Madden NFL 15 was released on Tuesday in North America, and the video game has been met with positive reviews. The general consensus is that this year's annual edition of Madden is not a letdown, carried forward primarily by the improvements made to the gameplay on defense.
Whether it's the more realistic tackling techniques and the variety of animations contained therein, the increased pre-snap control or any other number of fresh features, that side of the ball helps this simulation stand out.
In honor of the game hitting stores, the official NFL on ESPN account tweeted a tribute to all the past releases, including the most recent one:
Let's take a look at some reviews from several prominent publications, along with the scores and overall assessments on the popular Madden franchise's latest effort.
Ben Silverman, Yahoo Sports
One remark Silverman makes is how fitting Seattle Seahawks cornerback Richard Sherman is as this year's lucky player to grace the Madden cover. The Seahawks won the Super Bowl 43-8, shutting down the Denver Broncos' record-breaking, Peyton Manning-led offense.
That caters to the theme of improved Madden defense, which has added a dynamic new dimension to defensive line play. Much like it is on a real NFL field, the men in the trenches have to time up their rush to win the leverage battle and blow up plays before they develop.
Silverman goes into detail about this concept and the controls utilized to execute the actions:
Defense has been improved at the line of scrimmage as well. Pressing a trigger right at the snap gives your player a boost; tap the correct button and you’ll glide past blockers with a clear path to the QB. While vets might find it all a little overbearing, the empowering of defensive lineman gives what’s traditionally been a stagnant part of the gameplay a much-needed burst of energy.
An even more in-depth explanation is provided by the game's creative director, Rex Dickson, in the video below, where he describes the buttons for PS4:
The commentary by the CBS team of Jim Nantz and Phil Simms has drawn criticism from just about every corner for its lack of originality, including from this review.
"Maybe bring back Big John himself? I’d rather watch his Tinactin commercials than listen to these two blandly banter," writes Silverman.
However, it is hard to account for every scenario involving so many teams, so perhaps that can be a focus for the creative Madden minds for next year.
Alex Gelhar, NFL.com: "A hard-hitting success"
Although no specific score was given, it's evident that Gelhar is digging the new Madden. A lot of similar sentiments were expressed as in Silverman's review, namely regarding the defensive upgrades.
To summarize his thoughts, Gelhar had a "Conclusion" section, an excerpt of which follows:
So far, this is the most fun I've had playing a "Madden" game in awhile, and that doesn't figure to change. I just scratched the surface of all "Madden NFL 15" had to offer in time for this review, and the new defensive gameplay gives this edition endless replay-ability. It's refreshing to see the franchise taking a big step forward after listening to the fans, and hopefully this step forward is on a new path to continuous improvement.
Part of what has made the defense more formidable is the perpetually increasing difficulty Madden is setting up with regard to passing. This creates an interesting dynamic between how the league tilts the rules today and how important quarterback play is.
While NFL rules allow passing offenses to thrive at an unprecedented rate, only a truly elite quarterback can capitalize on that. Madden rewards the game's premier passers with a noticeable leg up in terms of accuracy, as the raw throwers will find it difficult to complete even routine balls.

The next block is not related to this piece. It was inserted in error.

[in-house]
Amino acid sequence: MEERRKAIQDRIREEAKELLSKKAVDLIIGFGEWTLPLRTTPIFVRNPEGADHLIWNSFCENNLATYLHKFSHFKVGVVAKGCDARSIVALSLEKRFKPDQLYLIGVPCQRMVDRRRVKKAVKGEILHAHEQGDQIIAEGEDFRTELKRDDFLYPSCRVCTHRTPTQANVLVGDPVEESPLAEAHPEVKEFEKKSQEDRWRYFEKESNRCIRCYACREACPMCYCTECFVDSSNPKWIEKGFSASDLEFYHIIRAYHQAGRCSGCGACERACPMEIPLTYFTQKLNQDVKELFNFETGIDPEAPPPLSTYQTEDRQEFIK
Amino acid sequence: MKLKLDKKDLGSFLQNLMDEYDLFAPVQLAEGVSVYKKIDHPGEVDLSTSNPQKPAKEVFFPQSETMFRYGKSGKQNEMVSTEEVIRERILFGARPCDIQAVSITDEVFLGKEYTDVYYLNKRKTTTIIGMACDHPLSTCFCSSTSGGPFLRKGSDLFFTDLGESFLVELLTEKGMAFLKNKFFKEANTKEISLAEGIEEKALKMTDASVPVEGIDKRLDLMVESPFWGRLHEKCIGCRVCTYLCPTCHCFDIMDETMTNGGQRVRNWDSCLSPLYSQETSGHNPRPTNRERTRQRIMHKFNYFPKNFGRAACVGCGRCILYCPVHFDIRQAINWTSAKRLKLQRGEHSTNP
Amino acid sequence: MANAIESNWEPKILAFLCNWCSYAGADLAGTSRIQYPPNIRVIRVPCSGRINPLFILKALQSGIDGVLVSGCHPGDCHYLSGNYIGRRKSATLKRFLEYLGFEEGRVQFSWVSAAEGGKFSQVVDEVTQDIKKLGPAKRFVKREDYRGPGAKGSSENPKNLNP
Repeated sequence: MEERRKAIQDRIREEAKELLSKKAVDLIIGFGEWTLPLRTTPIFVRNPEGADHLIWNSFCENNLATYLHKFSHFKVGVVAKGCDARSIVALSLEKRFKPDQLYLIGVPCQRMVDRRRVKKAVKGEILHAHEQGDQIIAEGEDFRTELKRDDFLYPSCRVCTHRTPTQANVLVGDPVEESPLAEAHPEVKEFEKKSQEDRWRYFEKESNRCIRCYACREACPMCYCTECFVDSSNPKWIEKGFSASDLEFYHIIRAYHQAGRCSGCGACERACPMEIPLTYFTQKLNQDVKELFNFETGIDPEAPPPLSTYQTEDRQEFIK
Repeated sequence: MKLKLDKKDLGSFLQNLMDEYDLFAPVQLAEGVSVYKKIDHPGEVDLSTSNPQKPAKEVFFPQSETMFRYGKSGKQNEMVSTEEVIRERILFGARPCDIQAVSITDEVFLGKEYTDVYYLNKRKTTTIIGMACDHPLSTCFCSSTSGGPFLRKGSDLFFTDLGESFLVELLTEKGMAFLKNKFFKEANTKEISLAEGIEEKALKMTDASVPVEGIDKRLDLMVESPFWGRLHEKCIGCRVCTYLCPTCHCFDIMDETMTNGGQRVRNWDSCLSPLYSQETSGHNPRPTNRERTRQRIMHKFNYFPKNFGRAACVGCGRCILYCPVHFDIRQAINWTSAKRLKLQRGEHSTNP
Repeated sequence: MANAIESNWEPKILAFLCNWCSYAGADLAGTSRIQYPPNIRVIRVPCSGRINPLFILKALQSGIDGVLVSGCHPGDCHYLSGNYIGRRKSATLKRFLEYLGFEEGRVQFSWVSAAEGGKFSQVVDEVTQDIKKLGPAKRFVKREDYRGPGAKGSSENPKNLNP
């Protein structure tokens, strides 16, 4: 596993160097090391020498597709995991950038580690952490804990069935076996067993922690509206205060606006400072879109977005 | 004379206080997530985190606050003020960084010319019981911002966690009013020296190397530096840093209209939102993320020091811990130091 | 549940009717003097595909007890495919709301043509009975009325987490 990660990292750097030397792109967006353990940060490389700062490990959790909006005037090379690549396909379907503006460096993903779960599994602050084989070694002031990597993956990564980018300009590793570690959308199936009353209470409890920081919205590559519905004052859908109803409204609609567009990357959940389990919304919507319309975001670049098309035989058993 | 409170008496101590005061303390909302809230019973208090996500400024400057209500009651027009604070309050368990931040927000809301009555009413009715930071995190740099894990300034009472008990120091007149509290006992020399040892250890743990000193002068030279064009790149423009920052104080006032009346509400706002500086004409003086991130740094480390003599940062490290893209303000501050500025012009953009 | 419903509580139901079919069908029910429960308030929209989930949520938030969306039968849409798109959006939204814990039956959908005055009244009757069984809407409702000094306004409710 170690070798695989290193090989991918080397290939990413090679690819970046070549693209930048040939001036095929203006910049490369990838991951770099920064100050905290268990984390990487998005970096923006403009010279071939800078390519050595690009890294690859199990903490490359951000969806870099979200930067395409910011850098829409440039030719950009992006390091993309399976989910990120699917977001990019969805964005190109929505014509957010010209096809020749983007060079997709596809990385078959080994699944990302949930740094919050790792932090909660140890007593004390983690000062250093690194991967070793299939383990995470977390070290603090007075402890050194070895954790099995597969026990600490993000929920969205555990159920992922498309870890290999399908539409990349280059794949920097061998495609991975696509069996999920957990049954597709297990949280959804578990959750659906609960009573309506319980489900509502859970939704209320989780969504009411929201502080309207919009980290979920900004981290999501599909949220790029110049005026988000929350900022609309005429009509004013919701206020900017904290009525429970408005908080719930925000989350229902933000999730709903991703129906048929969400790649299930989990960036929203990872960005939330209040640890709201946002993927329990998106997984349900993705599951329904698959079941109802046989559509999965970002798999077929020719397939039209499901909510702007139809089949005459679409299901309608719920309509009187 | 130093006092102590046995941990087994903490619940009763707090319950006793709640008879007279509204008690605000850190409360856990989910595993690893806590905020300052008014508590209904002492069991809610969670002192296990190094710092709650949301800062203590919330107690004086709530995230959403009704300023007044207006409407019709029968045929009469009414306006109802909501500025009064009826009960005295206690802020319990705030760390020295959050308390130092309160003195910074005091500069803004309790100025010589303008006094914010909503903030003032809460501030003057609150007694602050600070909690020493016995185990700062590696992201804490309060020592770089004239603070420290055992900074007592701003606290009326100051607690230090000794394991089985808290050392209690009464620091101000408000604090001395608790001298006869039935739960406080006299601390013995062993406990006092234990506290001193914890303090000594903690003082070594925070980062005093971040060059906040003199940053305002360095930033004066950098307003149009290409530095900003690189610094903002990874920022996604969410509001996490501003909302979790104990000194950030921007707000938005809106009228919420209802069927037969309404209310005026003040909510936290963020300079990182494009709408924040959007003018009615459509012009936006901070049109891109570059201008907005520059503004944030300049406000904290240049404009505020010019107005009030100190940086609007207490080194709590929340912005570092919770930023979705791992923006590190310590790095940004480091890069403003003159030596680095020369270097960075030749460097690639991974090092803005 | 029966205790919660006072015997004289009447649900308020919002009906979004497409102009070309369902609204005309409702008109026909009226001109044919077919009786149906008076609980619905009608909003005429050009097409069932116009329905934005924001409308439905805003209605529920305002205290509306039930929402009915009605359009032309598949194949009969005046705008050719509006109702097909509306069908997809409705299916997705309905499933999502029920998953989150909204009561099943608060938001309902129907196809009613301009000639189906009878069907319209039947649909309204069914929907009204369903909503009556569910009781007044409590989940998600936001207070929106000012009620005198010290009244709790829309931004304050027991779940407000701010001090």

Top-tier QBs can also manage the chess match that often transpires at the line of scrimmage. Gelhar praises the revamped play-calling feature as another strength of the new game—and rightfully so.
Studying offensive and defensive tendencies to infer the proper play to call is a great way to engage gamers in a simulation that transcends virtual reality in some ways, and to also convert Madden newcomers.
Terry Terrones, The Gazette
The first part of the review drives home the point about how this is the 26th game to be produced in the Madden franchise, which is a crowning achievement in and of itself.
That there was still room for further innovation amid a tricky conversion to next-gen consoles makes Madden NFL 15 an even more impressive product. As for the specifics of what Terrones liked, he opted to focus on the expanded Skills Trainer feature.
EA Sports refers to this as The Gauntlet, a practice setting that affords gamers the opportunity to improve their football IQ, scout out a prospective opponent and compete in an alternative setting to a standard game:
Terrones refers to the inevitable enhancement to the graphics, which comes almost by default, with the territory of the next-gen transition.
One critique that yours truly hasn't seen in other reviews is of the cover, where Terrones loathes the fact that Sherman graces the cover. It is evident that Terrones has a distaste for Sherman's antics—even though the superstar backed them up with brilliant individual play and helped the Seahawks hoist the Lombardi Trophy.
Sherman's outspoken, extroverted attitude, his savvy football instincts and defensive prowess in many ways make him the perfect cover athlete, though. Seattle proved that defense can still win championships, while Madden is proving that defense can win the hearts of the video game's skeptics.
As the wait begins for next year's game, there is plenty to keep gamers satisfied in the interim. The graphics are likely to be mind-blowing as ever with the next release. The hope is that the same level of improvements in both tactics and visual display can be achieved too, as has been the case with Madden NFL 15.